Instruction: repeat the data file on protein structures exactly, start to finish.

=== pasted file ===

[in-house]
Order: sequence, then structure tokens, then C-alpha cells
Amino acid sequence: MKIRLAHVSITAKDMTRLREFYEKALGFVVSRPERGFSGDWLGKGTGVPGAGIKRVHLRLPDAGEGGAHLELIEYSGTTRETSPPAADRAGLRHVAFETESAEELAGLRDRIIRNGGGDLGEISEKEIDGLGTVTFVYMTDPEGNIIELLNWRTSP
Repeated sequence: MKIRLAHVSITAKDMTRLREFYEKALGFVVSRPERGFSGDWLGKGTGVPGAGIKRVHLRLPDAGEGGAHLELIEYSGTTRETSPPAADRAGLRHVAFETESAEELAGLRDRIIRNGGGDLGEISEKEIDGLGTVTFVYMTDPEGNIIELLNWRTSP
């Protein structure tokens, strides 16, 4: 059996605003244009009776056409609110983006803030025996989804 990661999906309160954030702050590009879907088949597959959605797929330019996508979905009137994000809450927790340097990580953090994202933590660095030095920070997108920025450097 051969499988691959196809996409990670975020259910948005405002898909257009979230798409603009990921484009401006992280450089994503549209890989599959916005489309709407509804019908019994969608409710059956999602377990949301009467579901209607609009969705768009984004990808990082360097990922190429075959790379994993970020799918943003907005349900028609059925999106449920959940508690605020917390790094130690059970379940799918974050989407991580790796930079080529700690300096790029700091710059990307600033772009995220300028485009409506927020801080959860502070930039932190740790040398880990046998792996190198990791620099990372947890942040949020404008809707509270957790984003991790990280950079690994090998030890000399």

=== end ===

[in-house]
Order: sequence, then structure tokens, then C-alpha cells
Amino acid sequence: MKIRLAHVSITAKDMTRLREFYEKALGFVVSRPERGFSGDWLGKGTGVPGAGIKRVHLRLPDAGEGGAHLELIEYSGTTRETSPPAADRAGLRHVAFETESAEELAGLRDRIIRNGGGDLGEISEKEIDGLGTVTFVYMTDPEGNIIELLNWRTSP
Repeated sequence: MKIRLAHVSITAKDMTRLREFYEKALGFVVSRPERGFSGDWLGKGTGVPGAGIKRVHLRLPDAGEGGAHLELIEYSGTTRETSPPAADRAGLRHVAFETESAEELAGLRDRIIRNGGGDLGEISEKEIDGLGTVTFVYMTDPEGNIIELLNWRTSP
């Protein structure tokens, strides 16, 4: 059996605003244009009776056409609110983006803030025996989804 990661999906309160954030702050590009879907088949597959959605797929330019996508979905009137994000809450927790340097990580953090994202933590660095030095920070997108920025450097 051969499988691959196809996409990670975020259910948005405002898909257009979230798409603009990921484009401006992280450089994503549209890989599959916005489309709407509804019908019994969608409710059956999602377990949301009467579901209607609009969705768009984004990808990082360097990922190429075959790379994993970020799918943003907005349900028609059925999106449920959940508690605020917390790094130690059970379940799918974050989407991580790796930079080529700690300096790029700091710059990307600033772009995220300028485009409506927020801080959860502070930039932190740790040398880990046998792996190198990791620099990372947890942040949020404008809707509270957790984003991790990280950079690994090998030890000399």